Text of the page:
On thin ice: dangerous, even deadly

Venturing out onto an ice-covered body of water is always dangerous, and can easily be deadly.

WHEN IS ICE SAFE?  NEVER ON SOLDIERS LAKE!

Please note the Soldier Lake photos presented here, and more importantly, the people-tracks on the ice! People-tracks should not be present on Soldiers Lake! Danger: thin ice!

The cold facts about ice:

  • You can’t judge ice conditions by appearance or thickness — other factors including water depth, size of the water body, currents, snow cover and local weather all combine to determine the strength of the ice.
  • Ice seldom freezes uniformly. It may be 9 inches thick in one location and only an inch or two just a few feet away.
  • Ice formed over flowing water and currents is often dangerous. Ice along streams, springs and channels between lakes, bridges or aeration systems is usually weaker due to faster current.

The best advice to give to your Soldier, civilian and family members is, think twice before going out on any ice.

Although the message should be getting through to people that the only way to stay safe near frozen water is to KEEP OFF, every year individuals repeatedly dice with death and venture out onto frozen lakes, canals, and other areas of inland water. The inevitable result is some fall through and become casualties.

So what action should be taken in these circumstances to assist the casualty without putting the rescuer at risk?

  • Call for assistance from the emergency services:
    • Military Police — 09802-83-110 or DSN 110.
    • Medical/Fire: 09802-83-112 or DSN 112
  • Do not attempt to go out onto the ice yourself.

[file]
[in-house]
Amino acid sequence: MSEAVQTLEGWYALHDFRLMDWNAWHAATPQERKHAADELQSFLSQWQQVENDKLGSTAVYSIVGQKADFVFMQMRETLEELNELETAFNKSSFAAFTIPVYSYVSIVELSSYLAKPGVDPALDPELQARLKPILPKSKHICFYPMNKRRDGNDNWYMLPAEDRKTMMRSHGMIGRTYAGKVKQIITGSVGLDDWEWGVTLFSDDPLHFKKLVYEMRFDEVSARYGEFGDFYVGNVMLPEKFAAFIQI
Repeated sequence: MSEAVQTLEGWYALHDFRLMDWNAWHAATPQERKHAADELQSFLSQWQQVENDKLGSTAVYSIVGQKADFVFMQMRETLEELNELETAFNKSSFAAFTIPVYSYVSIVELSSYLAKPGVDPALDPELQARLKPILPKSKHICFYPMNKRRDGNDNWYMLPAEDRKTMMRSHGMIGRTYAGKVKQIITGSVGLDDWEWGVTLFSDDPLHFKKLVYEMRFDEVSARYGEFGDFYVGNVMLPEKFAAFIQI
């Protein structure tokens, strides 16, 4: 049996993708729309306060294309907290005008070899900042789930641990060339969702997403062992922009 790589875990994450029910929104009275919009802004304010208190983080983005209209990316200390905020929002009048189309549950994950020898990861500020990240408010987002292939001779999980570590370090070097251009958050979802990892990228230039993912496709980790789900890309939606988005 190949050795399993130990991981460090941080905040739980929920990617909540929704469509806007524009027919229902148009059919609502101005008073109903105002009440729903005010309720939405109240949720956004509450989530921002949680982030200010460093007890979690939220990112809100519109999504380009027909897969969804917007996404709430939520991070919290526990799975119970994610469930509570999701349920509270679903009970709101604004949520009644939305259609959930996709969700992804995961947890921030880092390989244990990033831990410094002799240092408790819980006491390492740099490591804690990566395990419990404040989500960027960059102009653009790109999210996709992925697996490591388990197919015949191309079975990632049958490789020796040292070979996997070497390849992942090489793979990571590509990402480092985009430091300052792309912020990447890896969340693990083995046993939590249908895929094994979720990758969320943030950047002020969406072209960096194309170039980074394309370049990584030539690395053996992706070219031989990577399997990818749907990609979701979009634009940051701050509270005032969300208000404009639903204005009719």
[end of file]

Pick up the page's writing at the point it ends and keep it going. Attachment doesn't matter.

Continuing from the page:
• Instruct the casualty to keep still to maintain heat and energy.
  • Try to find something that will extend your reach, such as a rope, pole, branch or item of clothing. Throw this or reach out to the casualty with it. Then, making sure you are stable on the bank by lying down or getting someone to hold onto you, attempt to pull the person to the shore.
  • If you cannot find something with which to perform a reach or throw rescue, try to find something that will float to throw or push out to them. This will help to keep the casualty afloat until assistance arrives.

Please reconsider the temptation to venture out onto ice-covered bodies of water. Doing so is extremely high-risk to Soldiers, civilians, family members, and our Directorate of Emergency Services personnel who respond for rescue and/or recovery operations.

Additional information is available through the Installation Safety Office at 0981-183-1670/7594 or DSN 468-1670/7594.

ARMY SAFE … ARMY STRONG!

You can’t judge ice conditions by appearance or thickness — other factors including water depth, size of the water body, currents, snow cover and local weather all combine to determine the strength of the ice.

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